Who provides workers compensation in Montana?
Worker’s compensation insurance can be provided through private insurance companies, through the Montana State Fund, a semi-public organization, or through an employer’s self-funded plan.
When are workers ineligible for worker’s comp?
There are certain scenarios where workers may be ineligible for workers compensation. Of course, if a worker does not meet the three eligibility requirements listed above, they may not qualify. However, there are other situations that can prevent ineligibility. For example, Federal employees are not covered by Montana’s work comp laws. Instead, they are governed by federal law.
Railroad workers are one of the categories of employees are not covered by any workers compensation. The Federal Employers Liability Act, also known as FELA, governs the remedies that are available to injured railroad workers. While railroad workers are not entitled to assert work comp claims, they do have the right to bring tort claims and FELA has much lower burdens of proof than ordinary tort claims. Unlike most tort claims, railroads are responsible for paying for the workplace injuries of their employees when they act in a slightly negligent manner.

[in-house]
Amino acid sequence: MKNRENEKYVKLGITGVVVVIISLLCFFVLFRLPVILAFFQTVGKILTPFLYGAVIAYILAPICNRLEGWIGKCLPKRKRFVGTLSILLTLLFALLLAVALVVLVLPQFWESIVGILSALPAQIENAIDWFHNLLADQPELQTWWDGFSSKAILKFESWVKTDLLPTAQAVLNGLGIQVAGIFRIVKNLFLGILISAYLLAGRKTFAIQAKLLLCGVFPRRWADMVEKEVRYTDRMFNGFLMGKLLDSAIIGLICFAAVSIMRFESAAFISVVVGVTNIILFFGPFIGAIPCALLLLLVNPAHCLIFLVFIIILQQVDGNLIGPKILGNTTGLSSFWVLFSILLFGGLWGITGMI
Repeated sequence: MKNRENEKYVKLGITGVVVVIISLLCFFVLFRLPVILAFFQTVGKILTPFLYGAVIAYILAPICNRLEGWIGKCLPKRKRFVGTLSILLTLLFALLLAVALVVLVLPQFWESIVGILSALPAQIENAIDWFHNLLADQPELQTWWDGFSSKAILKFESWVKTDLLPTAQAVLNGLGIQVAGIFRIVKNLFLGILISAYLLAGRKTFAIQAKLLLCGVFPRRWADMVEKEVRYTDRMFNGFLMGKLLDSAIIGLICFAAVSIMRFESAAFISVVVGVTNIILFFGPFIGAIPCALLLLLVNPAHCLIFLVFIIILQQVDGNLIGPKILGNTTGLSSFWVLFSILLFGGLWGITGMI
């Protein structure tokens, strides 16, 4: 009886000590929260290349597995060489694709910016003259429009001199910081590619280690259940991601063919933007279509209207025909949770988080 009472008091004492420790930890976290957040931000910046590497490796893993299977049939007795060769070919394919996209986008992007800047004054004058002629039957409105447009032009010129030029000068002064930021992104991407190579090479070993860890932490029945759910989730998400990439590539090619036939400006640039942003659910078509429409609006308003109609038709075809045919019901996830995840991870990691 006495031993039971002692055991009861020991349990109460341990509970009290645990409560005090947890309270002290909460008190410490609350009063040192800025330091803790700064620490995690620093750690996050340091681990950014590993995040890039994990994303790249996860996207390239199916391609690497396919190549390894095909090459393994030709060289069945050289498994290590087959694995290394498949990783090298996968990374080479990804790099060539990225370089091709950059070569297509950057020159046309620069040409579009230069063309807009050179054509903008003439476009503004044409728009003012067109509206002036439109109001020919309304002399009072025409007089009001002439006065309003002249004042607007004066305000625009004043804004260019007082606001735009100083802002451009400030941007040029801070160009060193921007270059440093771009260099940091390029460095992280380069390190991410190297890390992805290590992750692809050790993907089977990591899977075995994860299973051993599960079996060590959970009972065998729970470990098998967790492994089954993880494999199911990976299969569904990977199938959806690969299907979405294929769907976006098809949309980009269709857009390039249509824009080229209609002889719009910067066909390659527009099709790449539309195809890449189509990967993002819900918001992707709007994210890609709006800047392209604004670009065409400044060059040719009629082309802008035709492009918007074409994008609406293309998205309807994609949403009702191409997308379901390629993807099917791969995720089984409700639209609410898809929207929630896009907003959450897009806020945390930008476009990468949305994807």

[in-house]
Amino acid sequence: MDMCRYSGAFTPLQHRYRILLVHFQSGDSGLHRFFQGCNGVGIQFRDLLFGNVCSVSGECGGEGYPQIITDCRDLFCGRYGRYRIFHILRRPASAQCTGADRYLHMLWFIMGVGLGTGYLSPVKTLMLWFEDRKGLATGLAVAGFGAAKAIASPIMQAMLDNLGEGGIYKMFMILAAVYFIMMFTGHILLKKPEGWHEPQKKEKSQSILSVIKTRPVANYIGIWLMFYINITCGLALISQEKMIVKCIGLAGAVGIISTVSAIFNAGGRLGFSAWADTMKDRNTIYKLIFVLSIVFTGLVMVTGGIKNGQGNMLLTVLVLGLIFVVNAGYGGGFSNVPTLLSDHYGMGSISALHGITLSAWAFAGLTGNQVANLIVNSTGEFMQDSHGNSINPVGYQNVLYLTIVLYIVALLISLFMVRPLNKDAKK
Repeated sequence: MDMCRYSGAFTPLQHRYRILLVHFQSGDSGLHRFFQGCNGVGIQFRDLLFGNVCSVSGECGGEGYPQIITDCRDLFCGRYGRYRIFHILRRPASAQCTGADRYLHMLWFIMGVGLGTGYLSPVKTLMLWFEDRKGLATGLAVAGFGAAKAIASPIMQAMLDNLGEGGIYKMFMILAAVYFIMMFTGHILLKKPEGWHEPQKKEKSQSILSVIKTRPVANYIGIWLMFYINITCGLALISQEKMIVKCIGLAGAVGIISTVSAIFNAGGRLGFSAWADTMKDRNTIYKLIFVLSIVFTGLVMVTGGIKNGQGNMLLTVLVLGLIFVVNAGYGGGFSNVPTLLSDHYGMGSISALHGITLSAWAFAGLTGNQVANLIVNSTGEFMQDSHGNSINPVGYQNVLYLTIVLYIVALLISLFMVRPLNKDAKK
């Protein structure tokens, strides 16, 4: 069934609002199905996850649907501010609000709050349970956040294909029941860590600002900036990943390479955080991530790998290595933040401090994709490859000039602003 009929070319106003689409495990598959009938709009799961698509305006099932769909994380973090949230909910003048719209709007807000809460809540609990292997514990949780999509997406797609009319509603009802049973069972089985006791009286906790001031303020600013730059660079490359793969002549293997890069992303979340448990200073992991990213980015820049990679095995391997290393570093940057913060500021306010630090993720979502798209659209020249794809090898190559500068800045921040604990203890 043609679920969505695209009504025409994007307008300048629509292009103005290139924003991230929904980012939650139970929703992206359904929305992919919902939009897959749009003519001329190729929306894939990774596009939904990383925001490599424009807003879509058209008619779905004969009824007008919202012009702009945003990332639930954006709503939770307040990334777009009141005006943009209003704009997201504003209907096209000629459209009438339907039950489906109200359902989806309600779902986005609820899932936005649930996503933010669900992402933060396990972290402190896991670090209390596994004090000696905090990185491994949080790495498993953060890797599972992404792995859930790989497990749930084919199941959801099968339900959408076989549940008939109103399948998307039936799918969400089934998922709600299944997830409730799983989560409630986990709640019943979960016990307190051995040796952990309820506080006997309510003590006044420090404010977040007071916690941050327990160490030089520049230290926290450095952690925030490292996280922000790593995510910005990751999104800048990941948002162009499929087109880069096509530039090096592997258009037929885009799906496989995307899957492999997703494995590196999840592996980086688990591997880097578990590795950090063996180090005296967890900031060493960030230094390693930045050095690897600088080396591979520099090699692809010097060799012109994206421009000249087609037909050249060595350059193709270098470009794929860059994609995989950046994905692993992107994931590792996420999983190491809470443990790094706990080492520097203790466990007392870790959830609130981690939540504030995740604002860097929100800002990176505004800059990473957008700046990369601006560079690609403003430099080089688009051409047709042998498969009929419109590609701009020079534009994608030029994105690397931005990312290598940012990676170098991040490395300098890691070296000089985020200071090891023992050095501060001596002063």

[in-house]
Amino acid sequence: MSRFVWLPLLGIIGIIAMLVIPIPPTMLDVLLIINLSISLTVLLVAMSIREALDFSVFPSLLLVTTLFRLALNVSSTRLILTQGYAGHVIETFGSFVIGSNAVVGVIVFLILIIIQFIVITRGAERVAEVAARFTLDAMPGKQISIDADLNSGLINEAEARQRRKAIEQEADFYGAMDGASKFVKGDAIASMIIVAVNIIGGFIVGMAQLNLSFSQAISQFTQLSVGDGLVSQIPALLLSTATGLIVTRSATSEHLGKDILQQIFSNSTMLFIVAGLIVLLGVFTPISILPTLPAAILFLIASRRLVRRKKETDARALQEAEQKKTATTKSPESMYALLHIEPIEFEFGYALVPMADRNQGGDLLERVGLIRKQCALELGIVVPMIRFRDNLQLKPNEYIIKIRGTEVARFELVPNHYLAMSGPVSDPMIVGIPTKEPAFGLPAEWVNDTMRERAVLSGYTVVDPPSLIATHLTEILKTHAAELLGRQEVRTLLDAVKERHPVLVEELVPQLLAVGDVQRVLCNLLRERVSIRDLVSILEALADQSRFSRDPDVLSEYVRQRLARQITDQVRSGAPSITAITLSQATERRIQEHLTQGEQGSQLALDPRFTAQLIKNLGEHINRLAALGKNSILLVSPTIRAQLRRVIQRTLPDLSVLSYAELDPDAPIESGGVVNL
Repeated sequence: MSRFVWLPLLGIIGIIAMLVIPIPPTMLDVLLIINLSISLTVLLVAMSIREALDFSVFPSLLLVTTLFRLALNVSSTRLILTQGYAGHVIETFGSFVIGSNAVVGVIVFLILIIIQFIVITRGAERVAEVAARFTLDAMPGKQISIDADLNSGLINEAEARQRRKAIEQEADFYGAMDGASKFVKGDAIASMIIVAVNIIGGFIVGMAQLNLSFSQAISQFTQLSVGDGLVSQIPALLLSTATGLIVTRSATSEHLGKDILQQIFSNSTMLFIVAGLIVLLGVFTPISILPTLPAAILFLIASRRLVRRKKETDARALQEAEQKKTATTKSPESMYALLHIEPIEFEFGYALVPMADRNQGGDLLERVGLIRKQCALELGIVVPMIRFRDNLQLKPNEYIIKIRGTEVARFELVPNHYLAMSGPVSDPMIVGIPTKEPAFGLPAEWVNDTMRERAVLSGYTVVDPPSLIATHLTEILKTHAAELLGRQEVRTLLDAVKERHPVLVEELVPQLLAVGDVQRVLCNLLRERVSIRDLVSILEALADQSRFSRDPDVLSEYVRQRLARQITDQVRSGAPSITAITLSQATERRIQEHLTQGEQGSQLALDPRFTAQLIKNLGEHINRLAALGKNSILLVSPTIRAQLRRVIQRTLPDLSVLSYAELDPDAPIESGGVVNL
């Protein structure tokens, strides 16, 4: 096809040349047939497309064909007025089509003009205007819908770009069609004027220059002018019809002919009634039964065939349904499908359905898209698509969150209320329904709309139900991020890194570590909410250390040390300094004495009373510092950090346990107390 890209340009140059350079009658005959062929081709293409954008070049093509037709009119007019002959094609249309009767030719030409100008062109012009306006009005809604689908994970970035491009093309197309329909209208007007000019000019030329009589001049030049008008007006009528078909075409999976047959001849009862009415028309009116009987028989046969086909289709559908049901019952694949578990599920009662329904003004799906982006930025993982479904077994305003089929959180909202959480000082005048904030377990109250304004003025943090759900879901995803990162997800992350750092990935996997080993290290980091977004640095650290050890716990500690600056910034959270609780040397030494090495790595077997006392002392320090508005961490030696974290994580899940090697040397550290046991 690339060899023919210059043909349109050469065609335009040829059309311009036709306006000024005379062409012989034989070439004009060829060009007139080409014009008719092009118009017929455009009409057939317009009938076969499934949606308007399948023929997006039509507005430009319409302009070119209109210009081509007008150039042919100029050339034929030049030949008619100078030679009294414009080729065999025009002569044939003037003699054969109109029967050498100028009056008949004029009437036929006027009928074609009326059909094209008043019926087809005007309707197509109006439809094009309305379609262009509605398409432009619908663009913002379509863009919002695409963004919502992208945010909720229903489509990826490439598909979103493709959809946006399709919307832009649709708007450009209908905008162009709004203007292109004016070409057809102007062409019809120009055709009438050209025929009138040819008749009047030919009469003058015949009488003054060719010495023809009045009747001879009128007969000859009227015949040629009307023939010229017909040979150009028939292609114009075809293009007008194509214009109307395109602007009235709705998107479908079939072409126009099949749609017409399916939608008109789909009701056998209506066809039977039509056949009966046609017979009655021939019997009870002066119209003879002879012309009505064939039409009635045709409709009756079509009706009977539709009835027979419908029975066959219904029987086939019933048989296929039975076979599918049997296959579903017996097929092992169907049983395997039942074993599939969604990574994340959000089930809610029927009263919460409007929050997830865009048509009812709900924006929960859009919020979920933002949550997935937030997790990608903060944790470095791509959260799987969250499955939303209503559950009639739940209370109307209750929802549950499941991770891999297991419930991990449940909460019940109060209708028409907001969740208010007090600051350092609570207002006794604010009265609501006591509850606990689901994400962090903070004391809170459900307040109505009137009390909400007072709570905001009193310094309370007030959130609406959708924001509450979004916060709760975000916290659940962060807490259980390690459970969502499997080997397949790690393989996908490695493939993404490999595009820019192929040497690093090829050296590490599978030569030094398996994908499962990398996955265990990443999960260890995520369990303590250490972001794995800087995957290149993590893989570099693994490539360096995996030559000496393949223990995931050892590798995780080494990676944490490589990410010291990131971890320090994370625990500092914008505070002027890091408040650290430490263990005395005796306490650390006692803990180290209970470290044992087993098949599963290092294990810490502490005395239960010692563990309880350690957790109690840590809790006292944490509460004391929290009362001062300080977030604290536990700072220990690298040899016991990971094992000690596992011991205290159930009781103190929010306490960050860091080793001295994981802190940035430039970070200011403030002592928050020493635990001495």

The United States Supreme Court recently imposed restrictions on the ability of out-of-state injured railroad workers to file suit in Montana for their work related injuries. Two railroad workers who were injured at work outside Montana attempted to file a FELA suit against their employer, BNSF Railway, in Montana state court. The U.S. Court overturned a Montana ruling that would have allowed them to pursue their case in Montana.